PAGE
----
Challenges of women in North India

Published - June 21, 2011 12:03 pm IST - Chennai

political economy of production and reproduction caste,custom,and community in north india

political economy of production and reproduction caste,custom,and community in north india

Haryana is in the news these days, often for wrong reasons — for barbaric punishments meted out by the traditional (Khap) Panchayats in the name of justice, and for the highly unfavourable sex ratio, for example. But the State ranks high in agricultural production.

In pre-Independence India, however, it was backward. How has the transformation of Haryana from a deficit to a surplus State impacted its culture and mores, especially insofar as they relate to women? How ‘communal' is the State in terms of Hindu-Muslim conflict? Is there evidence of a perceived threat among males in relation to legislation that seeks to benefit women? These are the principal questions Prem Chowdhry examines in this volume.

She discusses some cases of what are commonly referred to as ‘communal riots' against a wider backdrop and shows how they are often the result of several factors, the most significant of which are claims to and conflicts over land.

The paper, “Contours of Communalism: Religion, Caste and Identity in South-East Punjab”, where she analyses cases of the pre-Independence years, creates a feeling of déjà vu, given the rash of communal disturbances occurring today. Among the best in the volume, it shows how religion came to be used as a cloak for furthering other interests.


Arguing that ‘cow protection' continues to inflame passions, she points out, with a sense of satisfaction and profound relief, how the Bajrang Dal/VHP combine failed in its efforts to communalise the issue.

The challenges that confronted the traditional structure of authority stand out as Chowdhry's major concern. Some of the interesting questions she raises relate to gender, property and inheritance rights of women (particularly, widows), and the resistance of the patriarchal society to any pro-women reform. She juxtaposes the property rights of widows with the untiring efforts of the patriarchal system to exercise control over their sexuality.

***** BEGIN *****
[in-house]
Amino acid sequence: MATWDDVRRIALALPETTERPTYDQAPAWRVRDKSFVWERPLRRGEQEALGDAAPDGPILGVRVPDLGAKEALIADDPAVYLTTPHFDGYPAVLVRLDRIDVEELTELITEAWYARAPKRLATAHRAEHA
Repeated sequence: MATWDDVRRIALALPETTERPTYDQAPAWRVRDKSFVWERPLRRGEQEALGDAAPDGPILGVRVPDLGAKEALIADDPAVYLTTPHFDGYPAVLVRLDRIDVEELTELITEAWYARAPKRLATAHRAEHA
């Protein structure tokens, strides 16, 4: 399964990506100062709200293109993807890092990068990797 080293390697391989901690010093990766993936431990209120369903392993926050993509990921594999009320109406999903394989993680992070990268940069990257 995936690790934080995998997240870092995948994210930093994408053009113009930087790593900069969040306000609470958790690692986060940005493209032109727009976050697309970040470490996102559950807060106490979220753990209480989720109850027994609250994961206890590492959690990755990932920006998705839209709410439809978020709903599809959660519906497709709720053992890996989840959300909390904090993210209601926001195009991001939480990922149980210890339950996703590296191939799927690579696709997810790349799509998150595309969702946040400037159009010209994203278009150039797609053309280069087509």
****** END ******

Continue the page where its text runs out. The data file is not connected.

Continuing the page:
In a highly insightful piece, she looks at the way widows sought to retain their hold over the deceased husband's property, defying the common practice of levirate marriage and illustrates how some even courted the label, ‘unchaste' by living with a partner instead of submitting to the levirate/ karewa system. Also evident from her studies is that men feel threatened whenever any law that seeks to empower women is formulated or implemented. There is the case of the Haryana Government trying to undo some of the progressive pro-women features of the Hindu Succession Act through an amending legislation in 1979. It fell through because the President withheld his assent. Men's perceived threat is also behind much of resistance to any attempt to reform the working of traditional institutions, such as ‘caste Panchayats' that perpetuate the regressive age-old practices.

‘Khap' Panchayat

All the findings and discussion on these issues are particularly relevant now, when ‘Khap Panchayats' have invited the wrath of the Supreme Court for endorsing what are called ‘honour killings'. There is also the distinct possibility of the male perception of threat getting reinforced by the sustained efforts being made to create more political space for women by, for example, reserving seats for them in Parliament.

The contradictions noticed in rural society — subtle and sometimes not so subtle — also get reflected in the way women are treated. The paper on the cultural centrality of the ghunghat brings this out very well. Women participate fully in the labour force. Yet, while it is the done thing for men to get urbanised and take to habits associated with that way of life, women are enjoined to “guard” the culture. The paper with a rather evocative title “First Our Jobs, then Our Girls” explores the complex dynamics of Dalit-non-Dalit relations. She makes the point that state agencies do not intervene to uphold the law when Dalits are the targets of violence.

Rich in content and critical in analysis, this is a recommended read for academics as well as lay students interested in understanding Indian society. Finally, one is pleased to come across a book that is copy-edited well, a rarity these days.

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